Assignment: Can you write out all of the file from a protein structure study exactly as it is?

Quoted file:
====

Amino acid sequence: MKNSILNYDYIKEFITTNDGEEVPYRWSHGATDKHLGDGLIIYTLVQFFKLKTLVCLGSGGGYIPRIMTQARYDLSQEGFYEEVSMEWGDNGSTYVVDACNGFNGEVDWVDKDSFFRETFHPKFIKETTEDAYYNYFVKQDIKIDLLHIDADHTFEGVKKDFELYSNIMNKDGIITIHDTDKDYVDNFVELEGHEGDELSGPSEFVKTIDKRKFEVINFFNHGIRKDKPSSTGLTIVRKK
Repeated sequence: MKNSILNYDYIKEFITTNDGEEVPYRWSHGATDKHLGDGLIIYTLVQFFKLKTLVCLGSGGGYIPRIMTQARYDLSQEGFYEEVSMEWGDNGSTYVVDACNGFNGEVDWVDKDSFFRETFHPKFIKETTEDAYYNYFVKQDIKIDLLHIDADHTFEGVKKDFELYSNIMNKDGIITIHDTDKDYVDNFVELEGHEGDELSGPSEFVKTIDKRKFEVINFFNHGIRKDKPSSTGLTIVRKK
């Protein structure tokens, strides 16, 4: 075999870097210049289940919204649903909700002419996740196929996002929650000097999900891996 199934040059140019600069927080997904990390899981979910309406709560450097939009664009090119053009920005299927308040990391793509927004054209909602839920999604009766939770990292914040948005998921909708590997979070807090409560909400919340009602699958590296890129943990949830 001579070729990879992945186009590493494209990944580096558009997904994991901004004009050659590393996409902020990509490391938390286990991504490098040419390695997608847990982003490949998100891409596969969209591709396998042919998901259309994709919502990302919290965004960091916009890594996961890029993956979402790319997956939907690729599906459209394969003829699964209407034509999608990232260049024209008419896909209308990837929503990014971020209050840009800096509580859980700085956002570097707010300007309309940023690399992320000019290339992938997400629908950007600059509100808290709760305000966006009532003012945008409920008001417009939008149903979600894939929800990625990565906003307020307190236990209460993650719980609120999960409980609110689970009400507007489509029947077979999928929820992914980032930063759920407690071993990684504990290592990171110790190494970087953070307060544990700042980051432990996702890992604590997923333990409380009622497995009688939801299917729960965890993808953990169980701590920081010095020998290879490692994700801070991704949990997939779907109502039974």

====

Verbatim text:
Amino acid sequence: MKNSILNYDYIKEFITTNDGEEVPYRWSHGATDKHLGDGLIIYTLVQFFKLKTLVCLGSGGGYIPRIMTQARYDLSQEGFYEEVSMEWGDNGSTYVVDACNGFNGEVDWVDKDSFFRETFHPKFIKETTEDAYYNYFVKQDIKIDLLHIDADHTFEGVKKDFELYSNIMNKDGIITIHDTDKDYVDNFVELEGHEGDELSGPSEFVKTIDKRKFEVINFFNHGIRKDKPSSTGLTIVRKK
Repeated sequence: MKNSILNYDYIKEFITTNDGEEVPYRWSHGATDKHLGDGLIIYTLVQFFKLKTLVCLGSGGGYIPRIMTQARYDLSQEGFYEEVSMEWGDNGSTYVVDACNGFNGEVDWVDKDSFFRETFHPKFIKETTEDAYYNYFVKQDIKIDLLHIDADHTFEGVKKDFELYSNIMNKDGIITIHDTDKDYVDNFVELEGHEGDELSGPSEFVKTIDKRKFEVINFFNHGIRKDKPSSTGLTIVRKK
């Protein structure tokens, strides 16, 4: 075999870097210049289940919204649903909700002419996740196929996002929650000097999900891996 199934040059140019600069927080997904990390899981979910309406709560450097939009664009090119053009920005299927308040990391793509927004054209909602839920999604009766939770990292914040948005998921909708590997979070807090409560909400919340009602699958590296890129943990949830 001579070729990879992945186009590493494209990944580096558009997904994991901004004009050659590393996409902020990509490391938390286990991504490098040419390695997608847990982003490949998100891409596969969209591709396998042919998901259309994709919502990302919290965004960091916009890594996961890029993956979402790319997956939907690729599906459209394969003829699964209407034509999608990232260049024209008419896909209308990837929503990014971020209050840009800096509580859980700085956002570097707010300007309309940023690399992320000019290339992938997400629908950007600059509100808290709760305000966006009532003012945008409920008001417009939008149903979600894939929800990625990565906003307020307190236990209460993650719980609120999960409980609110689970009400507007489509029947077979999928929820992914980032930063759920407690071993990684504990290592990171110790190494970087953070307060544990700042980051432990996702890992604590997923333990409380009622497995009688939801299917729960965890993808953990169980701590920081010095020998290879490692994700801070991704949990997939779907109502039974």